“…Guys go for looks, girls go for status…” — The Hold Steady
You don’t go to see The Hold Steady if you want to meet girls. However, if you want to NOT meet girls, a THS show is a good place to go. You will — be forewarned — see a lot of dudes. Dudes with glasses. Dudes with facial hair. Dudes with plaid shirts. Dudes, apparently, without the right “status” to attract more girls. Just…a whole lot of dudes. If you’ve seen THS perform, you know this to be true. And you know that the few girls in attendance probably understand what the locals feel like when the fleet pulls into the harbor for shore leave.
The nautical analogy is fitting, perhaps, because this particular THS show was held at the underground venue that is Washington, D.C.’s U Street Music Hall, which when sold out feels a bit like being on a submarine. It’s hot. It’s crowded. There’s a lot of noise. And, in case I haven’t mentioned this…there are a lot of dudes.
The chief dude is Mr. Craig Finn, a Brooklyner by way of Minnesota, who started the evening by sharing his joy with the audience. Unfortunately for those that are Yankees fans, his joy was largely a result of the fact that the Bronx Bombers had just been bounced from the playoffs. But, alas, at least it was something for him to channel into his craft.
And, channel it he did. That the band was playing in this venue is somewhat curious, unless one is familiar with their wish to never get so big that they are no longer a bar band. They are what they are, and they’re supremely comfortable with what they are. They’re a band. A band with a Twainian fondness for allusions to the Mississippi River. They sing songs about drugs and parties. About life and death. About decisions made and consequences rendered. Songs about living.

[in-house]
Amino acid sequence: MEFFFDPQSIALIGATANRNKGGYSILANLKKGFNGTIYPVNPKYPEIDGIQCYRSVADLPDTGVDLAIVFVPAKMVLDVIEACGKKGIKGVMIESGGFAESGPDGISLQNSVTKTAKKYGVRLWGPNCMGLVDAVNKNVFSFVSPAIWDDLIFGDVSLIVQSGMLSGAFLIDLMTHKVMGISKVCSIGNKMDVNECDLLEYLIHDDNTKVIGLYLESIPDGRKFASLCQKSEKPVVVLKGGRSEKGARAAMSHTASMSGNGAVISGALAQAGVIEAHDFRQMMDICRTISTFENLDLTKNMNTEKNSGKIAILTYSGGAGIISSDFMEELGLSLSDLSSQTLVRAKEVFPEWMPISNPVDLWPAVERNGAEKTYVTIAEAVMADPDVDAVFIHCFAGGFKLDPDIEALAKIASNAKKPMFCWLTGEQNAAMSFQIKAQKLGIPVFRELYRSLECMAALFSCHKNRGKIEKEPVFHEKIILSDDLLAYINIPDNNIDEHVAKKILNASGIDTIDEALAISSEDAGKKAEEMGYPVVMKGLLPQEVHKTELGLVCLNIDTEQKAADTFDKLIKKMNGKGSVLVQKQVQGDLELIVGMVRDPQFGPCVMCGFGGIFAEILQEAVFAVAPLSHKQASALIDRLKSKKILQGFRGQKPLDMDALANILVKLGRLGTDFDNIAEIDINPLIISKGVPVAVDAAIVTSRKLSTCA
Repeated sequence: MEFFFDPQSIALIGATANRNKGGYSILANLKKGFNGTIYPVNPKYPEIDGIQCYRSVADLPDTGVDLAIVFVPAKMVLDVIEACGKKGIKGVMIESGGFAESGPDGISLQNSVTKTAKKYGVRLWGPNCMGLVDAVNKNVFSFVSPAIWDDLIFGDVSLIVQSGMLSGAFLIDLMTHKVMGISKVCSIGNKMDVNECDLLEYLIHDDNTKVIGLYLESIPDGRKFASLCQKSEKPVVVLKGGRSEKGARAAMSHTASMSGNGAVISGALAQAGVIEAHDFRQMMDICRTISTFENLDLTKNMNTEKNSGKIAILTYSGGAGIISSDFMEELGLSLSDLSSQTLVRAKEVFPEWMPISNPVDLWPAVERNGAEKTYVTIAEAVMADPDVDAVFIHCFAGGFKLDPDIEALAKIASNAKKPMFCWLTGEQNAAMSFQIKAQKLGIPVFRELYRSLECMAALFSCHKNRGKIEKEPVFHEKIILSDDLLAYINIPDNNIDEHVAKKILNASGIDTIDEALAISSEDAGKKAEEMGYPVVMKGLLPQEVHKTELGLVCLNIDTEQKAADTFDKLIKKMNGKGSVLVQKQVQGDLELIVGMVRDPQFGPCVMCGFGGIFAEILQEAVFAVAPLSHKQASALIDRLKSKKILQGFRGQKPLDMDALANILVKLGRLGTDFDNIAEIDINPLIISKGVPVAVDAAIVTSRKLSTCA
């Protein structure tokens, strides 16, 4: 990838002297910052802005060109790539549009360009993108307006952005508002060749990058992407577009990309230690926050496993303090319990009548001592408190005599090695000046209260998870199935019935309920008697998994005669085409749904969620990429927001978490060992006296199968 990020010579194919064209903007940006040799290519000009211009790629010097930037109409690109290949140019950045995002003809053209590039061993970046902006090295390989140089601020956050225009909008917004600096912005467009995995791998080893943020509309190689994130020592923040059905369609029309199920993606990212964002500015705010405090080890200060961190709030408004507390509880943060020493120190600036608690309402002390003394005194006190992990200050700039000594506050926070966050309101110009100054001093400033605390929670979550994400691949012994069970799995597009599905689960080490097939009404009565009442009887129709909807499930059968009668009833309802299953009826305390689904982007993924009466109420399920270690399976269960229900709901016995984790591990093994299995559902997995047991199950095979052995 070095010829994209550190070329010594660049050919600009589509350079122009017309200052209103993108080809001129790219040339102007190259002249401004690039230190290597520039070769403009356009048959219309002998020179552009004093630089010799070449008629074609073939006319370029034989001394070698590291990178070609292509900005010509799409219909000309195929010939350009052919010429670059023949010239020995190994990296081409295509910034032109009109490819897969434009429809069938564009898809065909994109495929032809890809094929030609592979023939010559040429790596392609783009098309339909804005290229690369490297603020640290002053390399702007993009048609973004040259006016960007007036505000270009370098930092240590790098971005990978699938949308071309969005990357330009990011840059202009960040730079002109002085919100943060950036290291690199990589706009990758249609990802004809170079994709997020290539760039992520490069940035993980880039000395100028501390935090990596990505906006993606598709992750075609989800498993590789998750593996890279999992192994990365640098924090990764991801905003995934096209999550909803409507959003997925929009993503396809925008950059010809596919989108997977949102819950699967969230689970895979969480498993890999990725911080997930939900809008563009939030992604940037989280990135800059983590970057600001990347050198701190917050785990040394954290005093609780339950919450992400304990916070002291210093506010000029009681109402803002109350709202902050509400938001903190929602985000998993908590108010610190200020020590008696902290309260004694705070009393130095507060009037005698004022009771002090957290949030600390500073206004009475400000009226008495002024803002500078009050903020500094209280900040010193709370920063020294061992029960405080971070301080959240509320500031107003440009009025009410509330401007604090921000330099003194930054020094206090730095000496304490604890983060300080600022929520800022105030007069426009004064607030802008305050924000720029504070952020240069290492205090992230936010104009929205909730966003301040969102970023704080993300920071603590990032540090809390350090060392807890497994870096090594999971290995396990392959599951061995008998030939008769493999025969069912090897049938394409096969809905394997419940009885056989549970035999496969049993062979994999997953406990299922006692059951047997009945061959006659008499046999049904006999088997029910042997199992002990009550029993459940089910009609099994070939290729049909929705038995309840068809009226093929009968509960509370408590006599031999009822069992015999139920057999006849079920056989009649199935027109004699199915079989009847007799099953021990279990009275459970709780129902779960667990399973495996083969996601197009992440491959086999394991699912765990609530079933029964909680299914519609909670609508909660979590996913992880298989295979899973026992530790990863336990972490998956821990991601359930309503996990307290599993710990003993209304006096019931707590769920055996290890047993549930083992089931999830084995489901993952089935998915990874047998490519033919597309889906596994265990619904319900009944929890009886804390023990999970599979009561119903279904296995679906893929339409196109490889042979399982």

They do all that, and on this night, like most, they do it very well. They play tightly, with a controlled aggression and a lucid awareness of the fact that rock and roll, at its core, is about fun. You can see it on their faces, as they look at each other and out at the fanboys singing and clapping and chanting and stomping. Even while tackling some weighty subject matter, the perpetual impression left behind is, that, these guys get it. They get how lucky they are. They get how awesome it is to be able to do their modern-day Afghan Whigs thing on stage in front of people who know all the words and feel an emotional attachment to the band and its ethos. These guys…more so than most…they get it.